Saturday, June 23, 2018

Watch This

Perhaps it won't surprise you to learn that I've gone through a spate of home-show binging and I've got a type. For my money, the show's gotta be:
  • Architecturally-motivated, which is to say the presenter is an architect/engineer or there's one on stand by in each episode.
  • Either entirely focused on the finished product (which is generally rather architecturally dramatic) or the in-depth renovation / restoration process. Anything flip-oriented, cheap-and-cheerful or DIY is of no interest. If the presenter's claim to fame is painting shit and making papier-mâché gizmos that hide crappy work, I run screaming.
  • Preferably English because North American home-show presenters are the bottom of the barrel, IMO, and yes I am casting aspersions on the majority offerings of HGTV.
In case you're looking for a few options that go really well with knitting and wine, may I suggest:
  • This Old House (the restoration standard and the American in the bunch)
  • The World's Most Extraordinary Homes (absurd eye candy!)
  • Grand Designs (this one will give you heart palpitations from the stress, in a good way)
  • I Own Britain's Best Home (this is really old but it only just made its way to my Netflix, note: it's the iffiest of the bunch but there's an Australian version too!)
  • Amazing Spaces (I have an unnatural affinity for George Clarke and his sidekick, who really is the brains of the team)
I actually learned about Grand Designs from my parents, cuz it's avail on US Netflix but not in Canada. Mind you, CBC runs the full 14 seasons for free, just sign up. When I was visiting for my mother's birthday, in the spring, they bamboozled me into watching it with promises of wine and popcorn. I was not excited by the prospect but, man, they hooked me by showing me the perfect first episode called North London (Season 11, episode 2), about a couple (the woman is an actor, the guy ran his own business till he sold it to pay for the freakin' reno gone rogue) who undertake the most INSANE of projects ever. BTW, I don't like the end result but the story arc is amazing. They have to negotiate 17 party-wall agreements before beginning the project and just the land - which has no street front - cost about a million bucks CDN. There's also another episode in this season where 2 London guys move to the country and make the most beautiful home (60,000 pound window - and by that I mean pounds sterling, not the imperial version of weight) while simultaneously developing a working farm and creating a craft brew business (Newbury, Season 11, episode 9). It's mind-blowing what people can accomplish.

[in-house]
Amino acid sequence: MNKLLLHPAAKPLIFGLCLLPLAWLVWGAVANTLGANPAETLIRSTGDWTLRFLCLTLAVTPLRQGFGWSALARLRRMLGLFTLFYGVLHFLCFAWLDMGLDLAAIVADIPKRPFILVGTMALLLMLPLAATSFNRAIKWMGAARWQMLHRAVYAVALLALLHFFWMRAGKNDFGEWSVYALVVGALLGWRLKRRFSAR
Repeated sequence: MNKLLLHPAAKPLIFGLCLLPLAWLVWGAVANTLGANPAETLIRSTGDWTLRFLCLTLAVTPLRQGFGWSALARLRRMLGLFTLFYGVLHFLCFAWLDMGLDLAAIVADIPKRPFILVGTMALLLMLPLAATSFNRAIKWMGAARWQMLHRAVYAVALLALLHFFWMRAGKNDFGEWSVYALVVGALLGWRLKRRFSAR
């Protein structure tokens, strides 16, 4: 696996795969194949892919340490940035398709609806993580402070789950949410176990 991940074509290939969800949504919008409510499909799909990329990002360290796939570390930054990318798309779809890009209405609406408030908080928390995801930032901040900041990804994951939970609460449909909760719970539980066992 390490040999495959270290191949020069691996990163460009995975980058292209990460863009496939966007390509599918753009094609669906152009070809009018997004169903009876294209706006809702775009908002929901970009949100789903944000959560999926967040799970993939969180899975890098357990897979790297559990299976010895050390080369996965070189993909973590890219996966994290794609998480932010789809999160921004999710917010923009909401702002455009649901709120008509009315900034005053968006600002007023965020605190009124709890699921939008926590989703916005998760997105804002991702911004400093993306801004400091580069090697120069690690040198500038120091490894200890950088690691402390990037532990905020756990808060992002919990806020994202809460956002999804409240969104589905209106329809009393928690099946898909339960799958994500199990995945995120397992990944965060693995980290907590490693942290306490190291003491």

It took us 2 hours to get through the North London episode because I literally forced my parents (with the power of my shrillness) to stop it every 2 minutes so that I could yell at the television set. I mean, we got through at least a bottle of wine between the three us during that time frame. Most of the time my ranting was a riff on: OMG, I had that happen! That boulder thing - check. That zoning issue - check. That moronic engineering error - check. That foundation disaster - check.  That thing with the builders, oy vey - check. The main distinctions between my experience and theirs is that they were living seriously low-brow during the years of construction (one room, two babies) and their project was triple the size and scope of ours. I sense I've experienced the microcosmic version of this process, but I aim not to come out of it in a similar fashion. (As I understand it from internet stalking, they have since divorced and sold the house.)